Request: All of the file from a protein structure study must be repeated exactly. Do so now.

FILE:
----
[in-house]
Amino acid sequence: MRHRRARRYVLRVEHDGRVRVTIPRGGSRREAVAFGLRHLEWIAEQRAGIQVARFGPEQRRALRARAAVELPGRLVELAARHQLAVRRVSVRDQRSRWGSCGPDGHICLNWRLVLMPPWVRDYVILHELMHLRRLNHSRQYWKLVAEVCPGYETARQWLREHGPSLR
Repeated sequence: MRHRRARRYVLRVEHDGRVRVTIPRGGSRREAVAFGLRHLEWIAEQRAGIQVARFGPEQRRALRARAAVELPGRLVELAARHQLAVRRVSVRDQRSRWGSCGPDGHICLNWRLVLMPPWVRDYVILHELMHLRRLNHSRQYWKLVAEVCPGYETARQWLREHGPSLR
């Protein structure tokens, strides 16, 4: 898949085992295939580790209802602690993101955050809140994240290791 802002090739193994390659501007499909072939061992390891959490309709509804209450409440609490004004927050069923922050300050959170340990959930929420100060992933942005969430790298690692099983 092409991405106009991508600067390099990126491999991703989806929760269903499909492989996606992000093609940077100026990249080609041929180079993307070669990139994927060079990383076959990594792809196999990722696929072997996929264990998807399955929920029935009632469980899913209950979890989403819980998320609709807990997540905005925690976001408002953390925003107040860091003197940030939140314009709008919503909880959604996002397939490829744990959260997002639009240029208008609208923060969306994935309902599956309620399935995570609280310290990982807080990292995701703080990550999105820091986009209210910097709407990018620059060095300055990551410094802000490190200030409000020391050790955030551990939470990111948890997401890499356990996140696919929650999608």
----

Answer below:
[in-house]
Amino acid sequence: MRHRRARRYVLRVEHDGRVRVTIPRGGSRREAVAFGLRHLEWIAEQRAGIQVARFGPEQRRALRARAAVELPGRLVELAARHQLAVRRVSVRDQRSRWGSCGPDGHICLNWRLVLMPPWVRDYVILHELMHLRRLNHSRQYWKLVAEVCPGYETARQWLREHGPSLR
Repeated sequence: MRHRRARRYVLRVEHDGRVRVTIPRGGSRREAVAFGLRHLEWIAEQRAGIQVARFGPEQRRALRARAAVELPGRLVELAARHQLAVRRVSVRDQRSRWGSCGPDGHICLNWRLVLMPPWVRDYVILHELMHLRRLNHSRQYWKLVAEVCPGYETARQWLREHGPSLR
């Protein structure tokens, strides 16, 4: 898949085992295939580790209802602690993101955050809140994240290791 802002090739193994390659501007499909072939061992390891959490309709509804209450409440609490004004927050069923922050300050959170340990959930929420100060992933942005969430790298690692099983 092409991405106009991508600067390099990126491999991703989806929760269903499909492989996606992000093609940077100026990249080609041929180079993307070669990139994927060079990383076959990594792809196999990722696929072997996929264990998807399955929920029935009632469980899913209950979890989403819980998320609709807990997540905005925690976001408002953390925003107040860091003197940030939140314009709008919503909880959604996002397939490829744990959260997002639009240029208008609208923060969306994935309902599956309620399935995570609280310290990982807080990292995701703080990550999105820091986009209210910097709407990018620059060095300055990551410094802000490190200030409000020391050790955030551990939470990111948890997401890499356990996140696919929650999608």